Speaking skills. Speaking skills are essential for training and development specialists because they often give presentations. Specialists must communicate information clearly and facilitate learning by diverse audiences.

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Train Operator Jobs

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Train Operator Career Paths

Train Operator
Training Specialist Training Manager General Manager
Area Manager
7 Yearsyrs
Operations Director President Of Operations
Chief Operating Officer
11 Yearsyrs
Training Specialist Project Manager
Construction Manager
10 Yearsyrs
Account Manager Driver Operation Supervisor
Distribution Manager
7 Yearsyrs
Operations Manager General Manager
District Manager
7 Yearsyrs
Office Manager Operations Manager
Division Manager
8 Yearsyrs
Technician Operations Manager Human Resources Coordinator
Human Resource Officer
7 Yearsyrs
Training Supervisor Instructor Instructional Designer
Learning Manager
8 Yearsyrs
Training Supervisor Training Manager
Manager, Learning & Development
10 Yearsyrs
Operation Supervisor Production Manager
Manufacturing Manager
10 Yearsyrs
Operations Manager Plant Manager General Manager
Operations Director
9 Yearsyrs
General Manager Account Executive Sales Manager
Operations Manager
7 Yearsyrs
General Manager Account Manager Operations Manager
Plant Manager
11 Yearsyrs
Project Manager Program Manager General Manager
President Of Operations
11 Yearsyrs
Project Manager Consultant Senior Consultant
Program Manager
8 Yearsyrs
Office Manager Account Manager Sales Manager
Sales And Operations Manager
7 Yearsyrs
Operations Director Senior Project Manager Senior Product Manager
Senior Manager
10 Yearsyrs
Technician Service Manager Operations Manager
Senior Operations Manager
9 Yearsyrs
Account Manager Sales Consultant Training Manager
Senior Training Manager
8 Yearsyrs
Operation Supervisor Service Manager Production Manager
Warehouse Manager
5 Yearsyrs
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Do you work as a Train Operator?

Help others decide if this is a good career for them

Do you work as a Train Operator?

Train Operator Demographics

Gender

Male

64.7%

Female

33.4%

Unknown

2.0%
Ethnicity

White

79.8%

Hispanic or Latino

11.6%

Asian

6.3%

Unknown

1.8%

Black or African American

0.5%
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Languages Spoken

Spanish

63.5%

French

9.6%

Portuguese

5.8%

Carrier

5.8%

German

1.9%

Japanese

1.9%

Hindi

1.9%

Russian

1.9%

Polish

1.9%

Korean

1.9%

Navajo

1.9%

Cheyenne

1.9%
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Train Operator Education

Schools

University of Phoenix

17.5%

Strayer University

6.9%

Central Texas College

6.3%

American InterContinental University

5.6%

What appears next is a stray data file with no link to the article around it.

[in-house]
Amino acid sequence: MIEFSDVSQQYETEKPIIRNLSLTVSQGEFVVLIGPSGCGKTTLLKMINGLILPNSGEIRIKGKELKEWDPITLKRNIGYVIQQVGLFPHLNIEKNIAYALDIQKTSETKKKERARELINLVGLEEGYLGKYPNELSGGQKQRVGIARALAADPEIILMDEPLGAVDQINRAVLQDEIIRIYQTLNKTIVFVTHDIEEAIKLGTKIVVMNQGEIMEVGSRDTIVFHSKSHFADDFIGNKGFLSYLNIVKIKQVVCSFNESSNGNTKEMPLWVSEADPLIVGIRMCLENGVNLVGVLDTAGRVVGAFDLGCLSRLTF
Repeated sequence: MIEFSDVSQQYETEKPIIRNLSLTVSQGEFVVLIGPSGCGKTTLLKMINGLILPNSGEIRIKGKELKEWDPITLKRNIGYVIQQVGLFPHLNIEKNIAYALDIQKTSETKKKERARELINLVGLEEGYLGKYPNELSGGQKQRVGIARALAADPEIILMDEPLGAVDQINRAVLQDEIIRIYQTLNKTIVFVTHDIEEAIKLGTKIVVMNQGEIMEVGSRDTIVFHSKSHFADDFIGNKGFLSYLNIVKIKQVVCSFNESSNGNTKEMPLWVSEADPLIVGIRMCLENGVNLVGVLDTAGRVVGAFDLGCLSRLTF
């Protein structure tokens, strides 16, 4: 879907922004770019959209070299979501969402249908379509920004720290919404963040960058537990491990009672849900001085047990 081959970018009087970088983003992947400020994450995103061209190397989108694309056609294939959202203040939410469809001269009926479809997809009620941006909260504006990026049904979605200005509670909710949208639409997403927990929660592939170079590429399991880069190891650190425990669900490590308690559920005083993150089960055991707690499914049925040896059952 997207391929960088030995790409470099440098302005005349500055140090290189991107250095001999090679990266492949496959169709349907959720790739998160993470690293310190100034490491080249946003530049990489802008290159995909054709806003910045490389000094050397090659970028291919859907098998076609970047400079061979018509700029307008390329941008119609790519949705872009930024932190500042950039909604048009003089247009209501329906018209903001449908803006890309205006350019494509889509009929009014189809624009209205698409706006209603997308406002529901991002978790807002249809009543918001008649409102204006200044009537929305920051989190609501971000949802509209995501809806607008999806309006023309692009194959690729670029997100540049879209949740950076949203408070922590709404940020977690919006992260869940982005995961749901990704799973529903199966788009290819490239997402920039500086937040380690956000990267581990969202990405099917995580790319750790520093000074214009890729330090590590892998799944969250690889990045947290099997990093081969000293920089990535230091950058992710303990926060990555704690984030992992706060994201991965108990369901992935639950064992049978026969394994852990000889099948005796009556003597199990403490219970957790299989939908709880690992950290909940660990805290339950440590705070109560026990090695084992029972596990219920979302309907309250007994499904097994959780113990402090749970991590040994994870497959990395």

University of Central Florida

5.6%

California State University - Sacramento

5.6%

Ashford University

5.0%

Liberty University

5.0%

Michigan State University

4.4%

Troy University

4.4%

Southern New Hampshire University

4.4%

Saint Leo University

4.4%

Fresno City College

3.1%

University of California - Irvine

3.1%

University of Maryland - University College

3.1%

Community College of the Air Force

3.1%

Howard University

3.1%

Excelsior College

3.1%

Cochise College

3.1%

Kilgore College

3.1%
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Majors

Business

29.3%

Criminal Justice

6.6%

Education

5.6%

Psychology

5.4%

Management

4.9%

General Studies

4.7%

Human Resources Management

4.7%

Accounting

4.7%

Computer Science

4.1%

Information Technology

3.8%

Communication

3.6%

Liberal Arts

3.5%

Health Care Administration

3.1%

Marketing

2.7%

Computer Information Systems

2.5%

Electrical Engineering Technology

2.4%

Elementary Education

2.2%

History

2.2%

English

2.1%

Mechanical Engineering

1.8%
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Degrees

Bachelors

34.7%

Other

31.6%

Associate

13.8%

Masters

13.0%

Certificate

5.2%

Diploma

0.9%

Doctorate

0.5%

License

0.3%
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Internship
Temporary

How Would You Rate The Salary Of a Train Operator?

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Top Skills for A Train Operator

SafetyProceduresSafetyRulesMilitaryPersonnelTrainingProgramsProperOperationCustomerServiceRepresentativesISOTrainingClassesNewTrainingMaterialsEmergencySituationsFacilityCombatTrainingSessionsOshaPowerpointAdditionalNCOMaintainsCommanderTrainingManuals

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  1. Safety Procedures
  2. Safety Rules
  3. Military Personnel
You can check out examples of real life uses of top skills on resumes here:
  • Assisted with conducting classes about cultural diversity, guest service,career enhancement and safety procedures.
  • Understand and adhere to operating rules, safety rules, policies, procedures and regulations.
  • Trained 300 military personnel on logistics operations for deployment in Somalia.
  • Design, plan, organize, or direct orientation and training programs for Soldiers.
  • Inspect engines before and after use to ensure proper operation.

How Would You Rate Working As a Train Operator?

Are you working as a Train Operator? Help us rate Train Operator as a Career.

Top Train Operator Employers

Train Operator Videos